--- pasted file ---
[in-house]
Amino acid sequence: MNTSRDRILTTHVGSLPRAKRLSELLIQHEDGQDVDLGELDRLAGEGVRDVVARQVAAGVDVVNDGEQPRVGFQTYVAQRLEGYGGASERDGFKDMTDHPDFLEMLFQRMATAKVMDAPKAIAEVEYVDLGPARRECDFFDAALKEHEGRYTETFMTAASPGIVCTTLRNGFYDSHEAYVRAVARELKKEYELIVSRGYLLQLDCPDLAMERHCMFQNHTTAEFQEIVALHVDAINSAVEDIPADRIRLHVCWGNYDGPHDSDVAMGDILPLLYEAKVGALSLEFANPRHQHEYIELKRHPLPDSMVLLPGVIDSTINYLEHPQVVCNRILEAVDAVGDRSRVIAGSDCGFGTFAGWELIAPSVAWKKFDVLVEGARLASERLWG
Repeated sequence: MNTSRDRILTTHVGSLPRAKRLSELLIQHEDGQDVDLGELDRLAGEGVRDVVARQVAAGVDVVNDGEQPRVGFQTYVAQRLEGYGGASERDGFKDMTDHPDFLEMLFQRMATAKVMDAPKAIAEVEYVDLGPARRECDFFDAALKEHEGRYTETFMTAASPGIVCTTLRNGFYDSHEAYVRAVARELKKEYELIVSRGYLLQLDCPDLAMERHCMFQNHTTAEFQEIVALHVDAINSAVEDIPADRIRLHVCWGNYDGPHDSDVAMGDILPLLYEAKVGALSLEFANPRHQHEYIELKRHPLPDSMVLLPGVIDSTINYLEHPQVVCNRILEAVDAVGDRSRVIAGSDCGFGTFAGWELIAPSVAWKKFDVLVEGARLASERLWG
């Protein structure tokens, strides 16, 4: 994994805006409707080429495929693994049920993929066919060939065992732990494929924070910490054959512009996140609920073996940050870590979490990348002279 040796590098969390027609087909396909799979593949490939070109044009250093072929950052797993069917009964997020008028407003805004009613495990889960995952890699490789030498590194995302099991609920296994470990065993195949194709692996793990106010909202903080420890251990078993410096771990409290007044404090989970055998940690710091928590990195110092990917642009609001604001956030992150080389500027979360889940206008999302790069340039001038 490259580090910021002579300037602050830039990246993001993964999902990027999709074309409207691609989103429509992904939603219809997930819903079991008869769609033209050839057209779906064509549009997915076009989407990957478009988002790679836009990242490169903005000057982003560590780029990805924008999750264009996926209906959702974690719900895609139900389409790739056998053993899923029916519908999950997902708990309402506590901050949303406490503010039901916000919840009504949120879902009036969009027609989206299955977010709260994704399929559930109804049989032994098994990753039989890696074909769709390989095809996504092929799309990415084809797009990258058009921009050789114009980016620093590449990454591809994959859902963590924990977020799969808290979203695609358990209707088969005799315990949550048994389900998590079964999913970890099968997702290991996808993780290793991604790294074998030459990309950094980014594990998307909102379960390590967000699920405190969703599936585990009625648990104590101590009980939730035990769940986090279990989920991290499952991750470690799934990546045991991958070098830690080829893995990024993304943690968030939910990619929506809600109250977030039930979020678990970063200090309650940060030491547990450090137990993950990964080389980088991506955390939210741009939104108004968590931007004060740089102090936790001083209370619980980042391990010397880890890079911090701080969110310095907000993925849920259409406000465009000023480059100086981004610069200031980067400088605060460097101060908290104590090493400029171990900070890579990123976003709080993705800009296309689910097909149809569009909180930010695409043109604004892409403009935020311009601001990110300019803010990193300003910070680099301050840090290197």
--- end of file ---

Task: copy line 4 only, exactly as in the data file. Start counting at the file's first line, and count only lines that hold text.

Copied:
């Protein structure tokens, strides 16, 4: 994994805006409707080429495929693994049920993929066919060939065992732990494929924070910490054959512009996140609920073996940050870590979490990348002279 040796590098969390027609087909396909799979593949490939070109044009250093072929950052797993069917009964997020008028407003805004009613495990889960995952890699490789030498590194995302099991609920296994470990065993195949194709692996793990106010909202903080420890251990078993410096771990409290007044404090989970055998940690710091928590990195110092990917642009609001604001956030992150080389500027979360889940206008999302790069340039001038 490259580090910021002579300037602050830039990246993001993964999902990027999709074309409207691609989103429509992904939603219809997930819903079991008869769609033209050839057209779906064509549009997915076009989407990957478009988002790679836009990242490169903005000057982003560590780029990805924008999750264009996926209906959702974690719900895609139900389409790739056998053993899923029916519908999950997902708990309402506590901050949303406490503010039901916000919840009504949120879902009036969009027609989206299955977010709260994704399929559930109804049989032994098994990753039989890696074909769709390989095809996504092929799309990415084809797009990258058009921009050789114009980016620093590449990454591809994959859902963590924990977020799969808290979203695609358990209707088969005799315990949550048994389900998590079964999913970890099968997702290991996808993780290793991604790294074998030459990309950094980014594990998307909102379960390590967000699920405190969703599936585990009625648990104590101590009980939730035990769940986090279990989920991290499952991750470690799934990546045991991958070098830690080829893995990024993304943690968030939910990619929506809600109250977030039930979020678990970063200090309650940060030491547990450090137990993950990964080389980088991506955390939210741009939104108004968590931007004060740089102090936790001083209370619980980042391990010397880890890079911090701080969110310095907000993925849920259409406000465009000023480059100086981004610069200031980067400088605060460097101060908290104590090493400029171990900070890579990123976003709080993705800009296309689910097909149809569009909180930010695409043109604004892409403009935020311009601001990110300019803010990193300003910070680099301050840090290197």